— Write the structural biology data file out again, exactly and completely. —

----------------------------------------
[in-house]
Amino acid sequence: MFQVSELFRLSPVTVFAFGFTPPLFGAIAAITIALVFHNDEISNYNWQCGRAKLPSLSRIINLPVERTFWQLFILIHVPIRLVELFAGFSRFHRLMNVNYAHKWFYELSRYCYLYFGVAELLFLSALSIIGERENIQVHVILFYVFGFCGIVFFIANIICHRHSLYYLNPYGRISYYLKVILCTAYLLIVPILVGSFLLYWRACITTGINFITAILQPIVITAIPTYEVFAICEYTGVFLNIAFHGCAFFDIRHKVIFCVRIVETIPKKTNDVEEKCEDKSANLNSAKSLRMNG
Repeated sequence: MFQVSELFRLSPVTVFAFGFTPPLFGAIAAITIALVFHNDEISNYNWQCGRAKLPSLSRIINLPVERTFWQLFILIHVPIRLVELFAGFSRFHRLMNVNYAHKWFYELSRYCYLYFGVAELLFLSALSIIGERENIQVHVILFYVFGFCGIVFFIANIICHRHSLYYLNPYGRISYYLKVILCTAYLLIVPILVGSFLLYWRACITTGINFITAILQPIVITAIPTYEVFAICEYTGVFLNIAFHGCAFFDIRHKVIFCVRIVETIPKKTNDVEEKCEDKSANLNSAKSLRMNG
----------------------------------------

[in-house]
Amino acid sequence: MFQVSELFRLSPVTVFAFGFTPPLFGAIAAITIALVFHNDEISNYNWQCGRAKLPSLSRIINLPVERTFWQLFILIHVPIRLVELFAGFSRFHRLMNVNYAHKWFYELSRYCYLYFGVAELLFLSALSIIGERENIQVHVILFYVFGFCGIVFFIANIICHRHSLYYLNPYGRISYYLKVILCTAYLLIVPILVGSFLLYWRACITTGINFITAILQPIVITAIPTYEVFAICEYTGVFLNIAFHGCAFFDIRHKVIFCVRIVETIPKKTNDVEEKCEDKSANLNSAKSLRMNG
Repeated sequence: MFQVSELFRLSPVTVFAFGFTPPLFGAIAAITIALVFHNDEISNYNWQCGRAKLPSLSRIINLPVERTFWQLFILIHVPIRLVELFAGFSRFHRLMNVNYAHKWFYELSRYCYLYFGVAELLFLSALSIIGERENIQVHVILFYVFGFCGIVFFIANIICHRHSLYYLNPYGRISYYLKVILCTAYLLIVPILVGSFLLYWRACITTGINFITAILQPIVITAIPTYEVFAICEYTGVFLNIAFHGCAFFDIRHKVIFCVRIVETIPKKTNDVEEKCEDKSANLNSAKSLRMNG